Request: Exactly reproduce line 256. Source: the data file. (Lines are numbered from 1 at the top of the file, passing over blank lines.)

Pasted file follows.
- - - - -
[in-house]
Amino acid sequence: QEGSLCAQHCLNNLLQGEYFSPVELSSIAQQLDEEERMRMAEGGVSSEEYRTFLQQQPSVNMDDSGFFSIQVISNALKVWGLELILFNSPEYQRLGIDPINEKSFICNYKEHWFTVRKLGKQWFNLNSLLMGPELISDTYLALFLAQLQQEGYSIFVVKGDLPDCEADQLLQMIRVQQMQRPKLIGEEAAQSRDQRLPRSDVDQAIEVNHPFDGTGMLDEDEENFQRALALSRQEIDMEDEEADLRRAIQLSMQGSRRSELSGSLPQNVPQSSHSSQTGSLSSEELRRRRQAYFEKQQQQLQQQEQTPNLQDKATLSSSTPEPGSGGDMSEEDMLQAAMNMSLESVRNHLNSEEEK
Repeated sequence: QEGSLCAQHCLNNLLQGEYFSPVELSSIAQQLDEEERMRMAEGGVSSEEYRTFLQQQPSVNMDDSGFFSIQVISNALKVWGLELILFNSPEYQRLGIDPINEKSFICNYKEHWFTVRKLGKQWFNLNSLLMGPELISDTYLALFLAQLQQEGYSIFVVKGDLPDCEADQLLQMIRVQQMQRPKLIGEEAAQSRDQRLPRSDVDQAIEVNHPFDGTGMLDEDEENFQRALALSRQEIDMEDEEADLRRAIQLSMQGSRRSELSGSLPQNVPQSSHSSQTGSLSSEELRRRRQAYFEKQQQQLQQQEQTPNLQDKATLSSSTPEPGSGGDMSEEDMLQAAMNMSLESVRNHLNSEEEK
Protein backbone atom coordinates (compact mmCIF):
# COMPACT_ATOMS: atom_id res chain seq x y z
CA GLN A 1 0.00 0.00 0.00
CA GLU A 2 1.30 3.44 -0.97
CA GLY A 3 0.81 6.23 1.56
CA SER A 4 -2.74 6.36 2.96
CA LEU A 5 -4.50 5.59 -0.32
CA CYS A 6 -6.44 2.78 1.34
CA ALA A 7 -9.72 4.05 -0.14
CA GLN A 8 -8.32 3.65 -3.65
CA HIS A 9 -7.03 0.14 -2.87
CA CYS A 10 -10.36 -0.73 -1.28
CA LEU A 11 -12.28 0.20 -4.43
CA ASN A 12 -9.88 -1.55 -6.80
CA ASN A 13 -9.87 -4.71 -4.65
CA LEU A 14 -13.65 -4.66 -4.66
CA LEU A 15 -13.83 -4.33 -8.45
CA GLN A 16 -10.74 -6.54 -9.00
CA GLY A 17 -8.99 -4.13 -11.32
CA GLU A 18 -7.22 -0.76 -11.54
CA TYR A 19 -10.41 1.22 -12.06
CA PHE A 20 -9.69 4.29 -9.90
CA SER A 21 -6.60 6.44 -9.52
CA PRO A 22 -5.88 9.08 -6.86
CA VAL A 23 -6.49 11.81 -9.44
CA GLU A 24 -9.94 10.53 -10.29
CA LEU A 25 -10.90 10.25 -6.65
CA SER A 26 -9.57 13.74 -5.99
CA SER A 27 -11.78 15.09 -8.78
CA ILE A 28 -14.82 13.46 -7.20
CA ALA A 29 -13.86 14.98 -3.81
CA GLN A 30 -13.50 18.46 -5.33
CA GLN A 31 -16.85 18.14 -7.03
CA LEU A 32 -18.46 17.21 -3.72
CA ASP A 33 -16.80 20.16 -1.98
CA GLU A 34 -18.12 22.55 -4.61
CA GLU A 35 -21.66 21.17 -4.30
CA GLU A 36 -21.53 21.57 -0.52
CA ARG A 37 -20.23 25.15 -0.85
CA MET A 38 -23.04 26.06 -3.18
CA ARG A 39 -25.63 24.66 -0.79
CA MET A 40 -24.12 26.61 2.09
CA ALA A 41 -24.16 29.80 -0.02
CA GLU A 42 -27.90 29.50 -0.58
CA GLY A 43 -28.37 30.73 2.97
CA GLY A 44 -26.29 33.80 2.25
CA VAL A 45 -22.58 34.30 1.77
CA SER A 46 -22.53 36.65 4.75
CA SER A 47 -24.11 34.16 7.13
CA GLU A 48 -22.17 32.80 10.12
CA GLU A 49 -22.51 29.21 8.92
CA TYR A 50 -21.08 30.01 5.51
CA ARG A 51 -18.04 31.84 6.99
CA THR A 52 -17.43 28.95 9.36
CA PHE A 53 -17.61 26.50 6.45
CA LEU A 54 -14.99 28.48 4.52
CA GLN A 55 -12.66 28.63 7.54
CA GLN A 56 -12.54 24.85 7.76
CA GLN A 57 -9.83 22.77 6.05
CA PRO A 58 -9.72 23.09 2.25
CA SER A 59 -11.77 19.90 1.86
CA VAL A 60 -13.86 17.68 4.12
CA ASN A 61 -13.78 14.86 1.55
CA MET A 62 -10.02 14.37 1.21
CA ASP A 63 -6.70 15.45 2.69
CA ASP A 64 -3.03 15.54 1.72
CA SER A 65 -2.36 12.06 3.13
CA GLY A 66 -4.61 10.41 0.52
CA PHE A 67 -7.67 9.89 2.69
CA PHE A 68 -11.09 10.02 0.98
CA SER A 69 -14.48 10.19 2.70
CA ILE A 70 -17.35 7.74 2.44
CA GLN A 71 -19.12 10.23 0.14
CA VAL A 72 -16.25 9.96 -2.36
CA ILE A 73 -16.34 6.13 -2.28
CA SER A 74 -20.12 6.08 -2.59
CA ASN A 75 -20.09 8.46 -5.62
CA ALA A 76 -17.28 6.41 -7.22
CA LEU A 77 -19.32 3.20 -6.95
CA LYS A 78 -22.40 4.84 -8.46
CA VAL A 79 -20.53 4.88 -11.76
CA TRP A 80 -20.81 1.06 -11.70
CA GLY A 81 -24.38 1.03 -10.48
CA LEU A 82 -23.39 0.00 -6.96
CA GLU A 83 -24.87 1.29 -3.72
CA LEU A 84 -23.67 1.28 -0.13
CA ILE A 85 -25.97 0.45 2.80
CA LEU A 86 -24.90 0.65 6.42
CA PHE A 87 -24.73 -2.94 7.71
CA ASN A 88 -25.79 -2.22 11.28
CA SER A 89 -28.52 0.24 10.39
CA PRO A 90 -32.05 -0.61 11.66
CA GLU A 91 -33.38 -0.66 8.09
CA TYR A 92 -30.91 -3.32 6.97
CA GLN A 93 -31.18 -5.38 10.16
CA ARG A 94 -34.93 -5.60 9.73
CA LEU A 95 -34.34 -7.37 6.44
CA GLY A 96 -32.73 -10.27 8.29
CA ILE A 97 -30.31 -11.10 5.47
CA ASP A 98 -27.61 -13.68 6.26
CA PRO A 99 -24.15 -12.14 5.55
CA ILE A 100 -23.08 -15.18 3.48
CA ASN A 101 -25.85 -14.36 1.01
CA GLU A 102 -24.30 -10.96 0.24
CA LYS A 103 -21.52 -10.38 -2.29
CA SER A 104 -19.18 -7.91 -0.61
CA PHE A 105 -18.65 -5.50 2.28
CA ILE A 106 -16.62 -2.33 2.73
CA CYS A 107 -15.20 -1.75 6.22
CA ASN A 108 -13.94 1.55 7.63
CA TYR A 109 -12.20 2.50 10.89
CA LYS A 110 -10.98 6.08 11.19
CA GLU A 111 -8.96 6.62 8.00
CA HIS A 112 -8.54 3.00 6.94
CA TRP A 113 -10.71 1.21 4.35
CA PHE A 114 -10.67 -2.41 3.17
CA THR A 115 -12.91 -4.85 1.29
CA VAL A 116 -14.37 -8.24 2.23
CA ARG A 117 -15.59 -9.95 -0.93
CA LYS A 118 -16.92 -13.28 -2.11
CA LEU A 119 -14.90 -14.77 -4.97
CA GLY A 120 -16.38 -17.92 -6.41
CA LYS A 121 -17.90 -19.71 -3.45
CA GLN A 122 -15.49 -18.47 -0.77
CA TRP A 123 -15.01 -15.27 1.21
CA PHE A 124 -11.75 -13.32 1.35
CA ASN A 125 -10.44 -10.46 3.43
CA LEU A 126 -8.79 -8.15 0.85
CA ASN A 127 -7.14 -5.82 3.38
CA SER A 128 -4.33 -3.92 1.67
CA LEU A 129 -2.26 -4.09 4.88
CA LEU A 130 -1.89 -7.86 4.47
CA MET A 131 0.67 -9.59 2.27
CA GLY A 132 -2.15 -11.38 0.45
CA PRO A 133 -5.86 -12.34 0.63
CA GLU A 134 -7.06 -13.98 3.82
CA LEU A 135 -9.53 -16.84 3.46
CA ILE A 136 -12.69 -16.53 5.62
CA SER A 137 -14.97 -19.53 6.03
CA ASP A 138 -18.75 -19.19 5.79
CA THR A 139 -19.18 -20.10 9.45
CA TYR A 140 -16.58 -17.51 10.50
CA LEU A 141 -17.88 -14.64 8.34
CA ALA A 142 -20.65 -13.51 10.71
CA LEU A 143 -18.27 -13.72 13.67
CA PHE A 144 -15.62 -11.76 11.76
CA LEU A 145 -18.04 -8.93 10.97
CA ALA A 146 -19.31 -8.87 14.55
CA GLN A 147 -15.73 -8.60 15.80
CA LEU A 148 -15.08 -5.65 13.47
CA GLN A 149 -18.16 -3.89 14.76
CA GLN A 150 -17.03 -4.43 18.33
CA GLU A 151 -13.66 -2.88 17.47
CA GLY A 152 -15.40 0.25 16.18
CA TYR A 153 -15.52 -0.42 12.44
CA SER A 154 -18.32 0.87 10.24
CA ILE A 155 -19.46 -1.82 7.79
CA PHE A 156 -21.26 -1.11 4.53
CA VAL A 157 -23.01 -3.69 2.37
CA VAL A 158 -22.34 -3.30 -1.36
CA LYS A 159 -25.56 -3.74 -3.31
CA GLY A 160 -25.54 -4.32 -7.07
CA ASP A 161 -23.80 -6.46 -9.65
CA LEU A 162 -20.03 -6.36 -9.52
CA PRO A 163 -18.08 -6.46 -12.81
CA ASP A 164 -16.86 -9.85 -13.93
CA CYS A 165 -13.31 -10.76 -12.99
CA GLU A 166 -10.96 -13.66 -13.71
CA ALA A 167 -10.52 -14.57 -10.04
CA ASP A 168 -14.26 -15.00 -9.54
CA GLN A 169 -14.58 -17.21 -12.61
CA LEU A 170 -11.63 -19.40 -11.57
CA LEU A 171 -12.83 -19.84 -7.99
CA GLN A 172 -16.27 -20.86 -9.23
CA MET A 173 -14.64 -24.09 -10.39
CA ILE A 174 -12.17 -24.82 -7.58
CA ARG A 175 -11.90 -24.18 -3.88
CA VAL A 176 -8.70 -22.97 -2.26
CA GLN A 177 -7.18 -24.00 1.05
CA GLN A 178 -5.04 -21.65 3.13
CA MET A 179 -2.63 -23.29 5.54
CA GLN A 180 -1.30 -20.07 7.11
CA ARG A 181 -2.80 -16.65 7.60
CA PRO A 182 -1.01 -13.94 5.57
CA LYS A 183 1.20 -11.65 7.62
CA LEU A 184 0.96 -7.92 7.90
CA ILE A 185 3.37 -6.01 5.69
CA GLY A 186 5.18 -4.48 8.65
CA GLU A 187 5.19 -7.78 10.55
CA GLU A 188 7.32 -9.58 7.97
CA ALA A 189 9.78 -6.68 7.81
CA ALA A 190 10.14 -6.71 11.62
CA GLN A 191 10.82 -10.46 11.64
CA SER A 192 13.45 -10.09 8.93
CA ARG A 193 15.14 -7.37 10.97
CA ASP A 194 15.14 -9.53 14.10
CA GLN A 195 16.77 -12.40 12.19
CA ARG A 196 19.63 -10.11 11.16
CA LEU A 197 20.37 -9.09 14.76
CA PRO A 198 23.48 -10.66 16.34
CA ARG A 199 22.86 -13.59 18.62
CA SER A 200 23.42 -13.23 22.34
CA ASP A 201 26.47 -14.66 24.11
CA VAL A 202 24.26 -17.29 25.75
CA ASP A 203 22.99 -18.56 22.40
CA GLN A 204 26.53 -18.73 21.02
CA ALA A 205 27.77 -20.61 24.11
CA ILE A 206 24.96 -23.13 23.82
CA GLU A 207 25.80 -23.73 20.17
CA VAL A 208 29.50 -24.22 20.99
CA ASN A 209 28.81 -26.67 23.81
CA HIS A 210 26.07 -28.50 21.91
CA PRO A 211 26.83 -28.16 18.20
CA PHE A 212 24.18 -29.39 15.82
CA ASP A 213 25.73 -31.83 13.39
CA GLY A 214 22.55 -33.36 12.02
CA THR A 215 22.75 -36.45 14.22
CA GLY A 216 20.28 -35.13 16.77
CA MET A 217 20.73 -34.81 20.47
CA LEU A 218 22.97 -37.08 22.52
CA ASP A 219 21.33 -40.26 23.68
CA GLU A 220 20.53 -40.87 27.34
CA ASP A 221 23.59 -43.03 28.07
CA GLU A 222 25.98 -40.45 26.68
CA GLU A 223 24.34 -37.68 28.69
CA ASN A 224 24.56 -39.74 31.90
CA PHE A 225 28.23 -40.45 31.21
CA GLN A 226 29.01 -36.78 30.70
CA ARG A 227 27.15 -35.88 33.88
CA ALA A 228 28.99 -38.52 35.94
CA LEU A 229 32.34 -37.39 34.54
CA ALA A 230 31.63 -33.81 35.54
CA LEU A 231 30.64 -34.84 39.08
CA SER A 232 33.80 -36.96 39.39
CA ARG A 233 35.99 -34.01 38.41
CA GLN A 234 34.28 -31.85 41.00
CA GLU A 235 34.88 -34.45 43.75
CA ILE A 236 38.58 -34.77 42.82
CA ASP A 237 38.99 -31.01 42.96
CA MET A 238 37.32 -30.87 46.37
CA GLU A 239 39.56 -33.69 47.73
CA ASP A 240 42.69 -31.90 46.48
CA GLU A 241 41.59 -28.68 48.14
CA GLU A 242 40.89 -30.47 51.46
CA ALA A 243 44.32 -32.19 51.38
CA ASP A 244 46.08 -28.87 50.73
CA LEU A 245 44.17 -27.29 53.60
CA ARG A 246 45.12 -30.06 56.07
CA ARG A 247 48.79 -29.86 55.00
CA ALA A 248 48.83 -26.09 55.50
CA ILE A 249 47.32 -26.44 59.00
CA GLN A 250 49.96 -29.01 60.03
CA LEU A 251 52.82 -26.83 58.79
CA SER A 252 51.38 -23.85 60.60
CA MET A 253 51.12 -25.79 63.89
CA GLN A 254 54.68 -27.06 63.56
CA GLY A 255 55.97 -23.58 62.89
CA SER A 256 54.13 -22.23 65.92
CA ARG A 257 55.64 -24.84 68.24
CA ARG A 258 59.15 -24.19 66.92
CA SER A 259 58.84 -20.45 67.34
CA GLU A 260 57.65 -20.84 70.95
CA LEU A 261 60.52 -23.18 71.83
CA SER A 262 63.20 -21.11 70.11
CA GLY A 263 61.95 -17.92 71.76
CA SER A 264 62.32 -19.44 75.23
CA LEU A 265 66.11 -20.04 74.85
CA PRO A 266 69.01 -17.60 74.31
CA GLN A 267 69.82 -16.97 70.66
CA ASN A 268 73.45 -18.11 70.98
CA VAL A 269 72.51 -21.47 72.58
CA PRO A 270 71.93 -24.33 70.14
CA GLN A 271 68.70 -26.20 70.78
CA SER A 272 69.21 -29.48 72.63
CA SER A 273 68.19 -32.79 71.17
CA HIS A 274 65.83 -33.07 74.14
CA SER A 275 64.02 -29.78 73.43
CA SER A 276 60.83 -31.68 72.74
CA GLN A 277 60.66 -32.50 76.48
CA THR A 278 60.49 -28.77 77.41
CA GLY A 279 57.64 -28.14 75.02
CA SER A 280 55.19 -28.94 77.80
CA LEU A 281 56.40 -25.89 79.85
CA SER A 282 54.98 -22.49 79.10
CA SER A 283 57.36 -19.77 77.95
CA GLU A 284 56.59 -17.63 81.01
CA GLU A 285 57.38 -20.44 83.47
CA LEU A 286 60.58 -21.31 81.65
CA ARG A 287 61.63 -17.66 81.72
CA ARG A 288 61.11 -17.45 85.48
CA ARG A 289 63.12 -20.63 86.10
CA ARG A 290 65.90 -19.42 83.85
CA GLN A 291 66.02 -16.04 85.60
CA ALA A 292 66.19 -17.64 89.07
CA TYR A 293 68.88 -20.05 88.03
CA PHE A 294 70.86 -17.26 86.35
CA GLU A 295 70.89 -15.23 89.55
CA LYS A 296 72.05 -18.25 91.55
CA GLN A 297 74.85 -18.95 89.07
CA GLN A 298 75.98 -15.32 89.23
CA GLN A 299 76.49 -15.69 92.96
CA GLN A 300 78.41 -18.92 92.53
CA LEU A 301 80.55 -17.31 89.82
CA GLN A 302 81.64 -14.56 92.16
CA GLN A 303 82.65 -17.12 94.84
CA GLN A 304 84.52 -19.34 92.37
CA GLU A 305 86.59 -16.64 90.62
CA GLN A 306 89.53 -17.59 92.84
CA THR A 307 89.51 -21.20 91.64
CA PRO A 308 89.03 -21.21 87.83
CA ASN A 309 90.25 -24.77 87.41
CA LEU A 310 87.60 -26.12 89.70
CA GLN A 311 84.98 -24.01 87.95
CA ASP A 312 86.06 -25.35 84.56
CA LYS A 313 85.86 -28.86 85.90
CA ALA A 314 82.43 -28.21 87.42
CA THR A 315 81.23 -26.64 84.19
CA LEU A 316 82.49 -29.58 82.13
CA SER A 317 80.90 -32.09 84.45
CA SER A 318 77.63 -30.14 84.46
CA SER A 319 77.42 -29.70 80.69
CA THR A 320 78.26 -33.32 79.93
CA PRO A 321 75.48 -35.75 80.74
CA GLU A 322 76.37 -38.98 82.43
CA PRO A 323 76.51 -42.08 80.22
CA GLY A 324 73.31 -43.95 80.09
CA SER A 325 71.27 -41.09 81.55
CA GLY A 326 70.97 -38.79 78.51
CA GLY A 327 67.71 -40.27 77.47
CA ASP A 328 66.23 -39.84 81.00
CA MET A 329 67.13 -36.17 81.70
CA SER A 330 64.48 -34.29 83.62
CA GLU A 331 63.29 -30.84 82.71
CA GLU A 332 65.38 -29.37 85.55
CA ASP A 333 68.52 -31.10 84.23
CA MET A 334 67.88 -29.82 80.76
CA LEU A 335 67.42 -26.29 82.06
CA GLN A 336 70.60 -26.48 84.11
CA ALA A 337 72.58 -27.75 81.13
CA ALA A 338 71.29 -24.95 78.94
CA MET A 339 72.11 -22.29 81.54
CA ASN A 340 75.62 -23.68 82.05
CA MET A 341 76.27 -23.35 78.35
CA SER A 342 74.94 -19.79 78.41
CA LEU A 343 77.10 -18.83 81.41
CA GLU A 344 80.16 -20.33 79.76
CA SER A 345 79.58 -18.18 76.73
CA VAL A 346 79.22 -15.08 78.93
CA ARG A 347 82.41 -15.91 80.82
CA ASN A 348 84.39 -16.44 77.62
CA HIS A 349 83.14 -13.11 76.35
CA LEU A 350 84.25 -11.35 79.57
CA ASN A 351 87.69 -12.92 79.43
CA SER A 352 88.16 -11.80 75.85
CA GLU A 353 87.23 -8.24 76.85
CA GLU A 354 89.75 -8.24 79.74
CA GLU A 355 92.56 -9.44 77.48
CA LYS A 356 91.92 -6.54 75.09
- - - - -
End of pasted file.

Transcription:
CA LEU A 251 52.82 -26.83 58.79